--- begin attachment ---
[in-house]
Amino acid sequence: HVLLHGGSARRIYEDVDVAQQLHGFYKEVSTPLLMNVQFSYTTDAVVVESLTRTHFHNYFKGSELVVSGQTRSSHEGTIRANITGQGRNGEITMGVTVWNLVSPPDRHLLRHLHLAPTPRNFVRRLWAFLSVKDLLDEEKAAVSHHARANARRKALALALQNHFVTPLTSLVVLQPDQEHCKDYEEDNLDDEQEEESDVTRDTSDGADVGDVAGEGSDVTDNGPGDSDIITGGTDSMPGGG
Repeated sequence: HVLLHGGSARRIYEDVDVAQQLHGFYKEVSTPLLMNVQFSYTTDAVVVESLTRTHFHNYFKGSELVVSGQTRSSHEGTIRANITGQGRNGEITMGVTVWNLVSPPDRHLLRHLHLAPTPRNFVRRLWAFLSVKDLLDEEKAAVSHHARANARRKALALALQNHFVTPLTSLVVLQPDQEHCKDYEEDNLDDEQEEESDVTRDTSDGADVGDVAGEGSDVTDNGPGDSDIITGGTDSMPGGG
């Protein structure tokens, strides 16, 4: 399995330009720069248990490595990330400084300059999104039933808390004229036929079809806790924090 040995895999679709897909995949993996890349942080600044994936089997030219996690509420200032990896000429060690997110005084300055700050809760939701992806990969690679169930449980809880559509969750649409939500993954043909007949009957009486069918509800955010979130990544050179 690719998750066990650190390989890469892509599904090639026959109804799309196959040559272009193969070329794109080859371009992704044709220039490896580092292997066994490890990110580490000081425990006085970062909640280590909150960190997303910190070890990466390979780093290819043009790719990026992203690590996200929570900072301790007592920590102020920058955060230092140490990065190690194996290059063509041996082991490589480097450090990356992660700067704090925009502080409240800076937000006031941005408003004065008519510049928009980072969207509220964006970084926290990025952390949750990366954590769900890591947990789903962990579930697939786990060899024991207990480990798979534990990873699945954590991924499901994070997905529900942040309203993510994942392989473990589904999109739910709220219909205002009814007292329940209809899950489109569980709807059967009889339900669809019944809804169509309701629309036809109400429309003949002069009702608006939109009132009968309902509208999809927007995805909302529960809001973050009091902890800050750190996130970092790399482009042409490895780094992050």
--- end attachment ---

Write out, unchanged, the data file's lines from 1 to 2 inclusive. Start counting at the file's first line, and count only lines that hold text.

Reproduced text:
[in-house]
Amino acid sequence: HVLLHGGSARRIYEDVDVAQQLHGFYKEVSTPLLMNVQFSYTTDAVVVESLTRTHFHNYFKGSELVVSGQTRSSHEGTIRANITGQGRNGEITMGVTVWNLVSPPDRHLLRHLHLAPTPRNFVRRLWAFLSVKDLLDEEKAAVSHHARANARRKALALALQNHFVTPLTSLVVLQPDQEHCKDYEEDNLDDEQEEESDVTRDTSDGADVGDVAGEGSDVTDNGPGDSDIITGGTDSMPGGG